Find your focus
Become a notorious note-taker with the Cornell Method
Learn how to turn this proven note-taking system into your secret focus tool with your reMarkable paper tablet.
Note-taking is about more than transcribing. It’s about capturing key information, processing it internally, and presenting it in a way that makes it easy for you or someone else to consume at a glance.
If you’re looking for a new way to take meeting notes, give the Cornell Method a go. This note-taking system, created in the 1950s at the Ivy League university of the same name, promotes clarity and reflection — so it’s perfect for teams that need to stay focused and make informed decisions.
It only takes a couple of tweaks to adapt the Cornell Method to an office setting. Create a new notebook using the Cornell template to familiarize yourself with the layout, and then follow the guide below to learn how to make the most out of it with your reMarkable paper tablet.
“Forgetting wipes out information like a tornado. Taking notes will provide disaster relief."
- Walter Pauk, creator of the Cornell Method
The Cornell Method involves dividing every page of your notebook into three clear sections, each with a specific role:
The lined section on the right is where you’ll record your main notes, thoughts, and ideas from the meeting. This is the largest section of the three, but space is limited for a reason — use short sentences, bullets, symbols, and abbreviations to keep your notes as concise as possible.
Different writing tools and stroke thicknesses make your notes easy to review after the fact. Try experimenting with ink colors and highlighters to add emphasis to data, ideas, and other important takeaways.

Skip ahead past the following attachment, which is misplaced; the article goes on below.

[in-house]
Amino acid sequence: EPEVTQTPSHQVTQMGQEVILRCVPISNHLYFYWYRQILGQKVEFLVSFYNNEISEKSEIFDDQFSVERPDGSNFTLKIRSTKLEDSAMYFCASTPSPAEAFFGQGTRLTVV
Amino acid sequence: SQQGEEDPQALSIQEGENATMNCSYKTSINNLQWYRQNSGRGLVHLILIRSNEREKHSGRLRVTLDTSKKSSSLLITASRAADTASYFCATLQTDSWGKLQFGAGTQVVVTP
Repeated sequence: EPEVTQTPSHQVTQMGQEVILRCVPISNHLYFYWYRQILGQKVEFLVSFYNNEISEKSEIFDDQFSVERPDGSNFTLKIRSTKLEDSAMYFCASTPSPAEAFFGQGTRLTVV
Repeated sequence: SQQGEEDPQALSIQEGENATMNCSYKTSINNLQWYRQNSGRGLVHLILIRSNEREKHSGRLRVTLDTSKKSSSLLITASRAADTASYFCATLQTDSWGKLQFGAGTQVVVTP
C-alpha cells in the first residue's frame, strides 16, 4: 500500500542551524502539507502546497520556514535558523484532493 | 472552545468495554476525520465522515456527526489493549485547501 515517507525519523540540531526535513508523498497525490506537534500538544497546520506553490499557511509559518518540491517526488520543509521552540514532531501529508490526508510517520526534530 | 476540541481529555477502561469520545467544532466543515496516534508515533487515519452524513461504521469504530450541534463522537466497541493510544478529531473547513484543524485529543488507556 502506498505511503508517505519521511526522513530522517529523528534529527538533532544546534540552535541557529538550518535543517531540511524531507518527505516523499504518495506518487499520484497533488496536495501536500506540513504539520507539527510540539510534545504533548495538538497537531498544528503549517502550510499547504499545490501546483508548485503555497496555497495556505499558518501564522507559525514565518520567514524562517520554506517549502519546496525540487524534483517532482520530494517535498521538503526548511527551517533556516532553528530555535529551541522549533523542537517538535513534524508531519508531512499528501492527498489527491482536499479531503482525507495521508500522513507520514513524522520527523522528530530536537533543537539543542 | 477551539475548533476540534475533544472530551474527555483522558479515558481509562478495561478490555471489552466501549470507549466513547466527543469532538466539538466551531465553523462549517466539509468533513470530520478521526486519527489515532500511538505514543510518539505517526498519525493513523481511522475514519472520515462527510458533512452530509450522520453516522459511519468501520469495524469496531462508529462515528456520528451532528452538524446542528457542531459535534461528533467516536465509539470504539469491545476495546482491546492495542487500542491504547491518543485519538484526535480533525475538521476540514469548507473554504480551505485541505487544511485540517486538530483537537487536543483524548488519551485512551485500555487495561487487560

How to get started with writing tools
The column on the left is a space to distill what you’ve written in the notes section. Write down overarching topics that tie your notes together, keywords you want to look up, and “cue” questions to jog your memory — hence the name of the section.
Think of the cue section as a kind of reverse agenda. As you review what you’ve written in your notes and fill in the cue section, you build a list of the most important topics covered in the meeting. This exercise may also be helpful as you decide what tags to create and add to your notes to sort them.
The empty space at the bottom of the page is an opportunity to take a mental step back and capture the big picture. In no more than a sentence or two, write down the main point or takeaway from the meeting. When scanning your notes, reading this summary will save precious time.
You can also get creative with this section. Instead of a summary, you can create a small to-do list with the most important tasks to emerge during the meeting, and then check the tasks off as you go about the rest of your day.
The reMarkable mobile and desktop apps are perfect for zipping through meeting notes. If you’re consistent about how you use the highlighter and different ink colors throughout your notes, you can quickly rediscover important pieces of information when reviewing your notes in the apps.